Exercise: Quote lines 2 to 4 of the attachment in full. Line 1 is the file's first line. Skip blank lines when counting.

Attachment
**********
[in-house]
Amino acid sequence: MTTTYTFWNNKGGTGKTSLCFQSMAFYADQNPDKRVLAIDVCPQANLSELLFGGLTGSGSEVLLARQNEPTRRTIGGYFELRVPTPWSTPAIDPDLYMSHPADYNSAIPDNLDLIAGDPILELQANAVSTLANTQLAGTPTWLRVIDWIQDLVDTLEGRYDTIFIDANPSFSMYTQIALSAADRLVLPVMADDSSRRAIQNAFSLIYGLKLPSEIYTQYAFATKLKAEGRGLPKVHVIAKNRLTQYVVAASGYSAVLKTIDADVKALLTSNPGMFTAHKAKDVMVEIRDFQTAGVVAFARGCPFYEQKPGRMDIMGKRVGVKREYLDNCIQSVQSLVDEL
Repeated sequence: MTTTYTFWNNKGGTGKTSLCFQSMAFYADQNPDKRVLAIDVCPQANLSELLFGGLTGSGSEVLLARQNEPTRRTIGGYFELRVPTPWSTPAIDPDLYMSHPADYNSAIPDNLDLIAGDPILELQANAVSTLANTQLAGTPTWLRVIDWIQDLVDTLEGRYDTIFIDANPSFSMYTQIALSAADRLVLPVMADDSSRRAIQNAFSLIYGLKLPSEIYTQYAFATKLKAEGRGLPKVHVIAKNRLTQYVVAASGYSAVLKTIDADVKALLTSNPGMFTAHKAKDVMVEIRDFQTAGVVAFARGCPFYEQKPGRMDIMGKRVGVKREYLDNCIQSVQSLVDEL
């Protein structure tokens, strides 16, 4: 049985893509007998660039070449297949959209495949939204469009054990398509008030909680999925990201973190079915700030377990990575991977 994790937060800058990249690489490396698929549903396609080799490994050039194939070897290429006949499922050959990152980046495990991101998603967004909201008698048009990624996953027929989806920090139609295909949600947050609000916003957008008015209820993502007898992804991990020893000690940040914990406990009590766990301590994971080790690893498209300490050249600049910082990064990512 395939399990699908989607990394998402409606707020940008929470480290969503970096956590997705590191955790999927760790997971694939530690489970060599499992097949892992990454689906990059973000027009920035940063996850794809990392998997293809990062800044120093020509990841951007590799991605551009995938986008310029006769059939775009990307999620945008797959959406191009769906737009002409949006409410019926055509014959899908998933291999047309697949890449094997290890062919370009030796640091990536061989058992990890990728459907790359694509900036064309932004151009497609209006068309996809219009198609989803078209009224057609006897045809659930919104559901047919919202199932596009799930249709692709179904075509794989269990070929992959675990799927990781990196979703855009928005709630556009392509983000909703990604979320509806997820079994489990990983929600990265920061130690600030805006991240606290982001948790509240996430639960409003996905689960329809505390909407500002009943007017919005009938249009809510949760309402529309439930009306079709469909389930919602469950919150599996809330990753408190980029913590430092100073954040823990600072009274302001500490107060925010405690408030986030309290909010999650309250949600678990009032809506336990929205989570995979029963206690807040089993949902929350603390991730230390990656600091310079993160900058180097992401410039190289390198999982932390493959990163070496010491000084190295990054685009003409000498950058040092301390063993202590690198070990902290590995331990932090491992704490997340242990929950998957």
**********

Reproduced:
Amino acid sequence: MTTTYTFWNNKGGTGKTSLCFQSMAFYADQNPDKRVLAIDVCPQANLSELLFGGLTGSGSEVLLARQNEPTRRTIGGYFELRVPTPWSTPAIDPDLYMSHPADYNSAIPDNLDLIAGDPILELQANAVSTLANTQLAGTPTWLRVIDWIQDLVDTLEGRYDTIFIDANPSFSMYTQIALSAADRLVLPVMADDSSRRAIQNAFSLIYGLKLPSEIYTQYAFATKLKAEGRGLPKVHVIAKNRLTQYVVAASGYSAVLKTIDADVKALLTSNPGMFTAHKAKDVMVEIRDFQTAGVVAFARGCPFYEQKPGRMDIMGKRVGVKREYLDNCIQSVQSLVDEL
Repeated sequence: MTTTYTFWNNKGGTGKTSLCFQSMAFYADQNPDKRVLAIDVCPQANLSELLFGGLTGSGSEVLLARQNEPTRRTIGGYFELRVPTPWSTPAIDPDLYMSHPADYNSAIPDNLDLIAGDPILELQANAVSTLANTQLAGTPTWLRVIDWIQDLVDTLEGRYDTIFIDANPSFSMYTQIALSAADRLVLPVMADDSSRRAIQNAFSLIYGLKLPSEIYTQYAFATKLKAEGRGLPKVHVIAKNRLTQYVVAASGYSAVLKTIDADVKALLTSNPGMFTAHKAKDVMVEIRDFQTAGVVAFARGCPFYEQKPGRMDIMGKRVGVKREYLDNCIQSVQSLVDEL
């Protein structure tokens, strides 16, 4: 049985893509007998660039070449297949959209495949939204469009054990398509008030909680999925990201973190079915700030377990990575991977 994790937060800058990249690489490396698929549903396609080799490994050039194939070897290429006949499922050959990152980046495990991101998603967004909201008698048009990624996953027929989806920090139609295909949600947050609000916003957008008015209820993502007898992804991990020893000690940040914990406990009590766990301590994971080790690893498209300490050249600049910082990064990512 395939399990699908989607990394998402409606707020940008929470480290969503970096956590997705590191955790999927760790997971694939530690489970060599499992097949892992990454689906990059973000027009920035940063996850794809990392998997293809990062800044120093020509990841951007590799991605551009995938986008310029006769059939775009990307999620945008797959959406191009769906737009002409949006409410019926055509014959899908998933291999047309697949890449094997290890062919370009030796640091990536061989058992990890990728459907790359694509900036064309932004151009497609209006068309996809219009198609989803078209009224057609006897045809659930919104559901047919919202199932596009799930249709692709179904075509794989269990070929992959675990799927990781990196979703855009928005709630556009392509983000909703990604979320509806997820079994489990990983929600990265920061130690600030805006991240606290982001948790509240996430639960409003996905689960329809505390909407500002009943007017919005009938249009809510949760309402529309439930009306079709469909389930919602469950919150599996809330990753408190980029913590430092100073954040823990600072009274302001500490107060925010405690408030986030309290909010999650309250949600678990009032809506336990929205989570995979029963206690807040089993949902929350603390991730230390990656600091310079993160900058180097992401410039190289390198999982932390493959990163070496010491000084190295990054685009003409000498950058040092301390063993202590690198070990902290590995331990932090491992704490997340242990929950998957």